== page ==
Saturday, December 23, 2006

From the Jungle to the Desert

The ride up to Mali was once again very beautiful with a few interesting things along the way to remind us "This is Africa'' First was the border of Sierra Leone and Guinea. To get there involved going on one of the worst roads yet wich reduced to a mear walking path at times, cars would never get through, many water crossings as it wound through the jungle, although the road was hard work it was amzing to ride trhough the north of Sierra Leone. But once at the border our first problem, got our passports stamped out and I asked about our Carnets for the bikes to be stamped which has to be done and the reply was that its back, two towns back!! Nothing could be done but to take all the panniers off and I would shot back quickly and get the stamp and signature and be back in an hour or so, no problems....but then there was a Sierra Leonian soilder wanting a lift, hell I lost the luggage but gained a 70 kg soildier who also wanted to carry a chicken with us, I explained loose the chicken mate we are not going to be going slow, off we went leaving Amy to amuse the immigration officers for awhile. It was more than the 21 miles the told me, it was 42, droped my soildeir off and got the stamps then to ride back to the border, was a load of
fun on an empty bike flying through the jungles of such a place until I hit a small bridge to fast and slinging me accross into the path of some massive pot holes, managing to stay aboard I dont know how but the bike did not fare to well, smashing my centre stand, with nothing I could do so it rattled the remaining 10 miles, fix it later.
Finally three and a half hours on I rejoined Amy, fixed the centre stand and into back Mali we road. Road north and camped a couple of nights in the bush and on our last day we rounded a corner and there dragging trees onto the road where three soilders forming a road bloke and one clutching an AK 47, hell whats this, with big smiles and hand shakes from us and our best french hellos they turned out to be ok and made a gap and let us through, but for a moment my heart was in my mouth, you just never know what to expect out here.

Highway number 1, Seirra Leone.

Then into Mali with the green jungles far behind us it is hot and dry again, closer to the Sahara. So for Xmas we epect to be on our way to Timbuctoo camped somewhere in the bush, I guess no roast turkey for us, tuna and pasta I suppose.
My Soldier passanger, Seirra Leone

Camp, Guniea.
Village girl, Guniea.

Niger River, Mali.

The road to Bamako, Mali.

Friday, December 15, 2006

Sierra Leone

After a few more days resting Amy's ankle in concerning also we arranged our visas for Mali and Sierra Leone. Plus because of our decision to go to Sierra Leone it meant getting a double entry visa back to Guinea which meant a visit to the Guinean Ministry of Interior. Once we found it we of special interest to a few official looking policeman or our bikes more so than us, they gestured to follow them, we walked to a shed and they opened the doors presenting to us the whole fleet of BMW's used to escort the president.......By the amount of dust on them I don't think the president gets out much!!

Sierra Leone here we come

After completing our business we headed for the border, it was getting late by the time we reached it but found nowhere to camp and decided to get through the border and camp out the other side. Not that simple these formalities can take a long time in Africa, eventually we made it through without to many questions...We were in SIERRA LEONE!! Almost dark we managed to find a camp done a small little track in the jungle just beyond the frontier, both wondering about every little noise we heard from the darkness...Well we did not no what to expect!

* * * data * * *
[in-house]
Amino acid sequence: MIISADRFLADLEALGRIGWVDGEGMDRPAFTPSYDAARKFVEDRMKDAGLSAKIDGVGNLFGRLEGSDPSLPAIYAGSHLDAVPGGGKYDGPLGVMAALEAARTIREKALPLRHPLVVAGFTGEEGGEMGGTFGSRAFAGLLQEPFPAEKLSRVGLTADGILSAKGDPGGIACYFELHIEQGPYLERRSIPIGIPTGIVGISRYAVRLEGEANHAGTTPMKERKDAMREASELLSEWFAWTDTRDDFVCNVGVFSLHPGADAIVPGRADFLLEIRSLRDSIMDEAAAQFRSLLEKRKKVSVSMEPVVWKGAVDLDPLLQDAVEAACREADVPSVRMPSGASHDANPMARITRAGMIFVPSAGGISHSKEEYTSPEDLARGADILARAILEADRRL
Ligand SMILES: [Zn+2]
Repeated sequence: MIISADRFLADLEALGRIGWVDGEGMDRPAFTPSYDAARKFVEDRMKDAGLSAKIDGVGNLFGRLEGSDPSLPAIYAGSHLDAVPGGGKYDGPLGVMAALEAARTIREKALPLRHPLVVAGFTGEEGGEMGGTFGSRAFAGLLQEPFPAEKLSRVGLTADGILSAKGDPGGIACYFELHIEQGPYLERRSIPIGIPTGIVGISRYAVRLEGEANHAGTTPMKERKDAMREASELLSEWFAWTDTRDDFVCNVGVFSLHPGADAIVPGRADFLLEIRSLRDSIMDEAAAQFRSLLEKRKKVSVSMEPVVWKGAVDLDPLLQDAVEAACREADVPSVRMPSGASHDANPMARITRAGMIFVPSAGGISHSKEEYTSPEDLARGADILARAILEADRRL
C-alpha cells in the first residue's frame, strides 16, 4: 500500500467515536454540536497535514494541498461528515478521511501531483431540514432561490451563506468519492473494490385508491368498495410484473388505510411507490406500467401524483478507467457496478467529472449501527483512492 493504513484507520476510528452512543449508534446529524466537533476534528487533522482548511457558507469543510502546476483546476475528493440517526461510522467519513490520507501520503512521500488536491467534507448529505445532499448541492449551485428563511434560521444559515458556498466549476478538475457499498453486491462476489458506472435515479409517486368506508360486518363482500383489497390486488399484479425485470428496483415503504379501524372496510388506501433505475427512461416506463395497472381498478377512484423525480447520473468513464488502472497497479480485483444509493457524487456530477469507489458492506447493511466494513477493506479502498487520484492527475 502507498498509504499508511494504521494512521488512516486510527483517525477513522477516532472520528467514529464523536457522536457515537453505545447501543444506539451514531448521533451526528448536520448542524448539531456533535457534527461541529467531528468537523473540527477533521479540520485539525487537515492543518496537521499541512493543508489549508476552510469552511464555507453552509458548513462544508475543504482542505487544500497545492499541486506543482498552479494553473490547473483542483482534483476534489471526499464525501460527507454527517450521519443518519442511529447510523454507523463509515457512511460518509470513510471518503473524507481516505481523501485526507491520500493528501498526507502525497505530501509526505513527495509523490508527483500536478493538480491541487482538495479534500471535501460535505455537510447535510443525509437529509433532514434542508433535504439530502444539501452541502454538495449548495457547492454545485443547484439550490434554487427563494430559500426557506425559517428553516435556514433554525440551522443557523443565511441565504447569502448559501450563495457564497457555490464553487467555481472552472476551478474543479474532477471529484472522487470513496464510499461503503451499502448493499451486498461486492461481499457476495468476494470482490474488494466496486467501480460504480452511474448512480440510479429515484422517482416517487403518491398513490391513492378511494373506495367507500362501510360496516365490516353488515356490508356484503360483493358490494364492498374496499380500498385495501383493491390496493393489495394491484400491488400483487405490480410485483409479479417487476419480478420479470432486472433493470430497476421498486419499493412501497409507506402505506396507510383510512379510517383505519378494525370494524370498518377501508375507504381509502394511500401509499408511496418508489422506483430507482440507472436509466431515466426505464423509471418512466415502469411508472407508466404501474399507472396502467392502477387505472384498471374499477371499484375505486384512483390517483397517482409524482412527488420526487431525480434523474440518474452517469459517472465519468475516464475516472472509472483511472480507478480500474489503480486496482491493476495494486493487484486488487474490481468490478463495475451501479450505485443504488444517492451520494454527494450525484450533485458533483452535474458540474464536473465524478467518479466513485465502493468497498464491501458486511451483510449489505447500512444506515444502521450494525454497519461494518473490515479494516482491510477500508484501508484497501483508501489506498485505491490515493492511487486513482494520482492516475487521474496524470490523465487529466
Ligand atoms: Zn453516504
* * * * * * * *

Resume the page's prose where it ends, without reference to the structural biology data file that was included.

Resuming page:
Wheres Robbo?? They love crowding!! My bike is in there somewhere

We rode off very early the next morning on your typical rough dirt road but then we reached a highway as good as a German autobarn, once I hit 100km/hr I thought the mother ship was about to launch! Just out of the capital Freetown we came to a check point, which was a friendly experience, so friendly infact they fetched us some Poyo(palm wine) to taste...The cops encouraging drink driving, what a place. We are quite supprised with the place, it is very beautiful and the physical emotional scares of a war that ravaged the country for so long and only just ending are few to be seen all over.

The slums of Freetown

They carry everything on their heads, kids with stacks of coal

A camillian on the road

From here we are heading back north to Guinea then onto Mali where we expect to spend Xmas and a journey back into the desert for a week or so to Timbuctoo.

Tuesday, December 12, 2006

Hit and Run

What a horrible horrible day, firstly our camp the night before turned out to be only metres from a train line as the combination of the tall grass and the sun hanging low in the sky we did not notice and at about midnight we thought there was literally a train coming through our tent!! This was only the beginning oh a really shit day. The ride into Conakry was beautiful through the mountainous jungle but then the bottle neck of a penninsular city began funneling every man, dog, cow, bloody you name it it was there somewhere into one point. We dodged in and out of cars, the going was frantic, then I haerd a bang, glancing in my mirror Amy was right there...ok all is good but then I heard her horn tooting frantically, I turned around to see her slowing and her face grimacing through the visor of her helmet, something was wrong; She managed to bring the Baja to a halt and I looked for a spot to park, a masive drain to my left and the busy road to my right I just pulled up and left my bike running on the side of the road as I ran back to her.